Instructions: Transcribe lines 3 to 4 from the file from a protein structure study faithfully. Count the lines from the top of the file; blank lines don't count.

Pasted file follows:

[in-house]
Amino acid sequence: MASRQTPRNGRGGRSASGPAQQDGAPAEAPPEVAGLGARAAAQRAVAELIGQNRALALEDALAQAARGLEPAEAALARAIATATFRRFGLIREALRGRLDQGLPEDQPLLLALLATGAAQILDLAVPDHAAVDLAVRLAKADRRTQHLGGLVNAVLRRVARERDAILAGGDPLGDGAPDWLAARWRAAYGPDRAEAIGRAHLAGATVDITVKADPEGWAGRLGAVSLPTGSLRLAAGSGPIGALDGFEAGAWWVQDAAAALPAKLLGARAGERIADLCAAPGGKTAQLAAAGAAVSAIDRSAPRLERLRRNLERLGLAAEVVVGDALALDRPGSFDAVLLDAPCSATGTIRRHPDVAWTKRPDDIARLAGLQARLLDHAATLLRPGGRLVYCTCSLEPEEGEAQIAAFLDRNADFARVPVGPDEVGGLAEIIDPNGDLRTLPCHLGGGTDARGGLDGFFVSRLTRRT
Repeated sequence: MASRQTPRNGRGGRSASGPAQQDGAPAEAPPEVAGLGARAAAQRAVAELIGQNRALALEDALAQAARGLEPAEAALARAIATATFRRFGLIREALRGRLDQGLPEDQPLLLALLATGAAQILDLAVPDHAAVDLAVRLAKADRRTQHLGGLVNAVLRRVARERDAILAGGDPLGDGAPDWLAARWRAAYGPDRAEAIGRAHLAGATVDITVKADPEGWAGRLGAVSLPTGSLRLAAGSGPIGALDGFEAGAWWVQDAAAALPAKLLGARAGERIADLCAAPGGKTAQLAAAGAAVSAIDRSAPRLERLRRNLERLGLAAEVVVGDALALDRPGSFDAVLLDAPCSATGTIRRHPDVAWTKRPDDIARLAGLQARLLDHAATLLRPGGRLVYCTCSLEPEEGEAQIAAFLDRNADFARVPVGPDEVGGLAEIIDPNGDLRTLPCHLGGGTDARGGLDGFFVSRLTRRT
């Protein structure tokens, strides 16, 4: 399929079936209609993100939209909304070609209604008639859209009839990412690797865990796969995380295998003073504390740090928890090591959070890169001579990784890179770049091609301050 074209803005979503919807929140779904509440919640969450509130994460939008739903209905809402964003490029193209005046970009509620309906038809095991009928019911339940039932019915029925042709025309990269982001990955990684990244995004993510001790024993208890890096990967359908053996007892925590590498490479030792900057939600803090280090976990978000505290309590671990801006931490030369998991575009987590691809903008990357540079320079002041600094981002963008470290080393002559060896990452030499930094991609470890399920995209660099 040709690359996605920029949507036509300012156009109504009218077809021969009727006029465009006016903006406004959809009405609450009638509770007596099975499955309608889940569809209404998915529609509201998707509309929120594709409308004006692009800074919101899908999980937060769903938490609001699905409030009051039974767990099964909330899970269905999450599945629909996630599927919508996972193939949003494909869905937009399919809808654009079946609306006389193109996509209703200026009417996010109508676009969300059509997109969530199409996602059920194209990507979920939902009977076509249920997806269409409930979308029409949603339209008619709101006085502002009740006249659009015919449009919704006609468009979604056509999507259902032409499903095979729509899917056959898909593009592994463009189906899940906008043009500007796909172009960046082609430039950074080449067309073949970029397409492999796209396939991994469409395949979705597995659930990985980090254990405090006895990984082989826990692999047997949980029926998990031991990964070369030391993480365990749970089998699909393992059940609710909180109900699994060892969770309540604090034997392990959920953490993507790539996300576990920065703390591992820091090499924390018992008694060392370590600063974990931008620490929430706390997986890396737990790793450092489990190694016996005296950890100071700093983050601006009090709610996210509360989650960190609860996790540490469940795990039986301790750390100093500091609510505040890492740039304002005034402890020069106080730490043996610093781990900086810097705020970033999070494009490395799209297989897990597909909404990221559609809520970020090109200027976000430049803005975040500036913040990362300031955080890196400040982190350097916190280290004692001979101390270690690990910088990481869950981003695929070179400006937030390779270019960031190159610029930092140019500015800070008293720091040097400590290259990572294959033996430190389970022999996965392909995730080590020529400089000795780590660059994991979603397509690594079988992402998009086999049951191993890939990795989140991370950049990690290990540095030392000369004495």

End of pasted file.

Repeated sequence: MASRQTPRNGRGGRSASGPAQQDGAPAEAPPEVAGLGARAAAQRAVAELIGQNRALALEDALAQAARGLEPAEAALARAIATATFRRFGLIREALRGRLDQGLPEDQPLLLALLATGAAQILDLAVPDHAAVDLAVRLAKADRRTQHLGGLVNAVLRRVARERDAILAGGDPLGDGAPDWLAARWRAAYGPDRAEAIGRAHLAGATVDITVKADPEGWAGRLGAVSLPTGSLRLAAGSGPIGALDGFEAGAWWVQDAAAALPAKLLGARAGERIADLCAAPGGKTAQLAAAGAAVSAIDRSAPRLERLRRNLERLGLAAEVVVGDALALDRPGSFDAVLLDAPCSATGTIRRHPDVAWTKRPDDIARLAGLQARLLDHAATLLRPGGRLVYCTCSLEPEEGEAQIAAFLDRNADFARVPVGPDEVGGLAEIIDPNGDLRTLPCHLGGGTDARGGLDGFFVSRLTRRT
């Protein structure tokens, strides 16, 4: 399929079936209609993100939209909304070609209604008639859209009839990412690797865990796969995380295998003073504390740090928890090591959070890169001579990784890179770049091609301050 074209803005979503919807929140779904509440919640969450509130994460939008739903209905809402964003490029193209005046970009509620309906038809095991009928019911339940039932019915029925042709025309990269982001990955990684990244995004993510001790024993208890890096990967359908053996007892925590590498490479030792900057939600803090280090976990978000505290309590671990801006931490030369998991575009987590691809903008990357540079320079002041600094981002963008470290080393002559060896990452030499930094991609470890399920995209660099 040709690359996605920029949507036509300012156009109504009218077809021969009727006029465009006016903006406004959809009405609450009638509770007596099975499955309608889940569809209404998915529609509201998707509309929120594709409308004006692009800074919101899908999980937060769903938490609001699905409030009051039974767990099964909330899970269905999450599945629909996630599927919508996972193939949003494909869905937009399919809808654009079946609306006389193109996509209703200026009417996010109508676009969300059509997109969530199409996602059920194209990507979920939902009977076509249920997806269409409930979308029409949603339209008619709101006085502002009740006249659009015919449009919704006609468009979604056509999507259902032409499903095979729509899917056959898909593009592994463009189906899940906008043009500007796909172009960046082609430039950074080449067309073949970029397409492999796209396939991994469409395949979705597995659930990985980090254990405090006895990984082989826990692999047997949980029926998990031991990964070369030391993480365990749970089998699909393992059940609710909180109900699994060892969770309540604090034997392990959920953490993507790539996300576990920065703390591992820091090499924390018992008694060392370590600063974990931008620490929430706390997986890396737990790793450092489990190694016996005296950890100071700093983050601006009090709610996210509360989650960190609860996790540490469940795990039986301790750390100093500091609510505040890492740039304002005034402890020069106080730490043996610093781990900086810097705020970033999070494009490395799209297989897990597909909404990221559609809520970020090109200027976000430049803005975040500036913040990362300031955080890196400040982190350097916190280290004692001979101390270690690990910088990481869950981003695929070179400006937030390779270019960031190159610029930092140019500015800070008293720091040097400590290259990572294959033996430190389970022999996965392909995730080590020529400089000795780590660059994991979603397509690594079988992402998009086999049951191993890939990795989140991370950049990690290990540095030392000369004495």